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18 April 2013

BOOK: Two new books on early-modern French monarchy

Recently, two leading scholars on French early-modern monarchy published new work:


Arlette Jouanna (Univ. Montpellier III), expert on the French Wars of Religion, published Le Pouvoir absolu: Naissance de l'imaginaire politique de la royauté ([L'esprit de la cité] Paris: Gallimard, 448 p.). The books deals with the tension between internal order (power) and royal legitimacy (justice). She argues that the possibility for the monarch to be legibus solutus and thus transgress laws binding upon all legal subjects, should be seen as an exception. Before the Wars of Religion (1562-1598, from Charles IX to Henry IV), rulers in France were bound by the law. Derogations were only exceptionally allowed, in cases of necessity. Moreover, even in those cases, the sovereign remained under the Empire of God and Reason. However, the break-up of the unity between the civitas Dei and secular society turned the King into the sole point of converging consensus amongst the confessions in France. The French way of constructing royal sovereignty was thus characterized by a total breach of the medieval intertwining of God and secular power. The "new prince" had a direct link or proximity with God, conferring a superior legitimacy to his will.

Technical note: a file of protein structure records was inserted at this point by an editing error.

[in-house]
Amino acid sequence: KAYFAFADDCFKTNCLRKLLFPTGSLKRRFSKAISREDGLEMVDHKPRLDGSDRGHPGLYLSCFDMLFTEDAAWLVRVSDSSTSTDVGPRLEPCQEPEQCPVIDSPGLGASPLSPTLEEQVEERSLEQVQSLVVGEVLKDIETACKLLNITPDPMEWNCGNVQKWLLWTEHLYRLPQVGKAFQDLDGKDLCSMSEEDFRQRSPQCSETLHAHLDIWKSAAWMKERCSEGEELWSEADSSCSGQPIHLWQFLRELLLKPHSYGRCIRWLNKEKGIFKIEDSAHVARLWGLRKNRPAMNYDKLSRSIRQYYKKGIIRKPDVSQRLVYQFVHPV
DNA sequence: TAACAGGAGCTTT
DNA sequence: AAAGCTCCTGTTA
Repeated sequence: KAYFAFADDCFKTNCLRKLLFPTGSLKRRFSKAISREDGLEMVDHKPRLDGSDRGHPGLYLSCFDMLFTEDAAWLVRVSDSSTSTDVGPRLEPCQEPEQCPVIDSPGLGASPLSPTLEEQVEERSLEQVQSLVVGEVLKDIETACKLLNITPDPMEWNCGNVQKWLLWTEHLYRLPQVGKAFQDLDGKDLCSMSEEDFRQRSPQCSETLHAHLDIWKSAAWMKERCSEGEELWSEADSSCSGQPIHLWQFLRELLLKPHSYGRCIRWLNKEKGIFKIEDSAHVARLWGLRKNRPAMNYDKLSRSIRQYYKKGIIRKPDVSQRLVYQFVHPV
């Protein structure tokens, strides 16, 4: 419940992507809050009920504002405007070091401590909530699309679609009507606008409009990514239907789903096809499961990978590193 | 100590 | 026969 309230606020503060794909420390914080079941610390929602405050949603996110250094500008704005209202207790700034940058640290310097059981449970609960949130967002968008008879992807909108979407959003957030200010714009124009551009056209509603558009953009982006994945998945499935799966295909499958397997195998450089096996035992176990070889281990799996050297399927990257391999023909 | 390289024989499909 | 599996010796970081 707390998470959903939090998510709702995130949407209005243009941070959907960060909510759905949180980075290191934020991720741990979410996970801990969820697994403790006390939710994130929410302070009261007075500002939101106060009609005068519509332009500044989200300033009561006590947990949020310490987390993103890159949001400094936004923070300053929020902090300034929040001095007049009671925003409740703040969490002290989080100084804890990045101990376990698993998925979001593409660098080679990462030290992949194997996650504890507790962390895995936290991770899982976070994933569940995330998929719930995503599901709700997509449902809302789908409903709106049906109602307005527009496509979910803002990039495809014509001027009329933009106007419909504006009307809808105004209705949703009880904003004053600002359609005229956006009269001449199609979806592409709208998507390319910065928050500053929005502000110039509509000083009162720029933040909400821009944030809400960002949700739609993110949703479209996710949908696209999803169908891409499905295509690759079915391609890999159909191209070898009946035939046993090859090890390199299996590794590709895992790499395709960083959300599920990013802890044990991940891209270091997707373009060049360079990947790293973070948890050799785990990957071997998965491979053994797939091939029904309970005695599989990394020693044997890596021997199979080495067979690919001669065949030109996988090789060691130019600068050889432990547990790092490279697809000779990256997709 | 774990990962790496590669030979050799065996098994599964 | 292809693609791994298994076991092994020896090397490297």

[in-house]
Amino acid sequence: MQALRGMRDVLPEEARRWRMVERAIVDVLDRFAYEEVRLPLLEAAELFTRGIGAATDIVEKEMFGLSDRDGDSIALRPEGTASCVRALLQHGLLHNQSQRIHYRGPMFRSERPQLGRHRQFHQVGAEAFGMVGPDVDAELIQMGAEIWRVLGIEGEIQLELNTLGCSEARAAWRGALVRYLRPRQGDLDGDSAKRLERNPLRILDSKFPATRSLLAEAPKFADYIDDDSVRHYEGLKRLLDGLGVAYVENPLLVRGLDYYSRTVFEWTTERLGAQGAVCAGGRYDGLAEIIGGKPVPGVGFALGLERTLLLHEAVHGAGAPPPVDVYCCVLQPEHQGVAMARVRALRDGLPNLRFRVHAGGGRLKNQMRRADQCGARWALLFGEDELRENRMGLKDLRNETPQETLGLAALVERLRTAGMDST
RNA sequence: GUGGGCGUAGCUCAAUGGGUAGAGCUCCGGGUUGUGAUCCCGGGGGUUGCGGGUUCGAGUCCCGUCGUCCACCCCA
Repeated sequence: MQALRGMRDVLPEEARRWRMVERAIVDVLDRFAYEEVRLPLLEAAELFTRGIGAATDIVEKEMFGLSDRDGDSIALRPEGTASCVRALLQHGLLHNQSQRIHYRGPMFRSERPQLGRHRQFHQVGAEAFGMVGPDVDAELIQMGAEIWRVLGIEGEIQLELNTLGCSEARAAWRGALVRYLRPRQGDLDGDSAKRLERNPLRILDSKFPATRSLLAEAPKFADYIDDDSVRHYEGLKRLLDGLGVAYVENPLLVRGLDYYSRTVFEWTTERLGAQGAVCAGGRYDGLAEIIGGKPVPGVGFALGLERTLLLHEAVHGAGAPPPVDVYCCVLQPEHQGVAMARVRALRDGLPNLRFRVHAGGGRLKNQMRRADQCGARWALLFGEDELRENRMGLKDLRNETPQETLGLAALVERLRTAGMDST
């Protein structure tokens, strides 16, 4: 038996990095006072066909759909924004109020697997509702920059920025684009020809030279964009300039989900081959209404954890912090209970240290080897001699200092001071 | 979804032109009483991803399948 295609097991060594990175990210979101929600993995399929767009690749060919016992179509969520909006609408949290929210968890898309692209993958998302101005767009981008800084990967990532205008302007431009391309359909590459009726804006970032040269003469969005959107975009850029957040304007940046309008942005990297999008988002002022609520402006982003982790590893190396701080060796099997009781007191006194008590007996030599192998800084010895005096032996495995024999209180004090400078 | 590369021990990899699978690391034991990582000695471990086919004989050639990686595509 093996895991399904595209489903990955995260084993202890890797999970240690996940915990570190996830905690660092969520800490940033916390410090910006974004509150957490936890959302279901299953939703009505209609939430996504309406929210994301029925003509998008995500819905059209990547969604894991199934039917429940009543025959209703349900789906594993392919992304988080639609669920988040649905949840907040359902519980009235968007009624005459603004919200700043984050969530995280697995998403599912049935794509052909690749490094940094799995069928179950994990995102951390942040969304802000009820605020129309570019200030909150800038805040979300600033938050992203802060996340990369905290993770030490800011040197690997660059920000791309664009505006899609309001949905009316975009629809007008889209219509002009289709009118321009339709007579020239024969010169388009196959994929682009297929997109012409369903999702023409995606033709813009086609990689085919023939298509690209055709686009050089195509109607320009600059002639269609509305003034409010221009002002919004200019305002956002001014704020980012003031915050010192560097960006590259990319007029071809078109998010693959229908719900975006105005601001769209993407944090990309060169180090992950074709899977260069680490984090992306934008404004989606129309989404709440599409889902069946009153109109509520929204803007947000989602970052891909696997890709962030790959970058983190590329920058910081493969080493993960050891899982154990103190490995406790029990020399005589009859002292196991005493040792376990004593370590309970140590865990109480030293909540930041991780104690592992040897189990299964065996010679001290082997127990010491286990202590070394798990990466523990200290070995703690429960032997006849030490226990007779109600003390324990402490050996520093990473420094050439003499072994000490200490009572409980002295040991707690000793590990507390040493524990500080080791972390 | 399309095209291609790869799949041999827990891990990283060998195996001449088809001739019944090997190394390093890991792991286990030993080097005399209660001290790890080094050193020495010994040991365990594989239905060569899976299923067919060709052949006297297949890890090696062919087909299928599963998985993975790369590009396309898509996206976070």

Lucien Bély (Univ. Paris-Sorbonne) published Les secrets de Louis XIV. Mystères d'Etat et pouvoir absolu ([Histoire moderne] Paris: Tallandier, 680 p.), a work on the secret operations of the Sun King. In many cases, Louis XIV bypassed legal procedure to impress the world with "coups de maître" (literally "masterstrokes"), "coups d'état" (spectacular acts of state, which would normally be illegal), used the "lettre de cachet" (royal document allowing for imprisonment without trial), manipulated political trials (e.g. Nicolas Fouquet's case), used elaborate espionage networks, ordered abductions abroad and extensively used both domestic and foreign intelligence. Bély extends the metaphor to the traditional realm of political secrecy in foreign affairs, and looks into the secret subvention treaty of Dover (1670) with Charles II of Britain or the secret partition treaty of the Spanish monarchy (1668) concluded with Emperor Leopold I.

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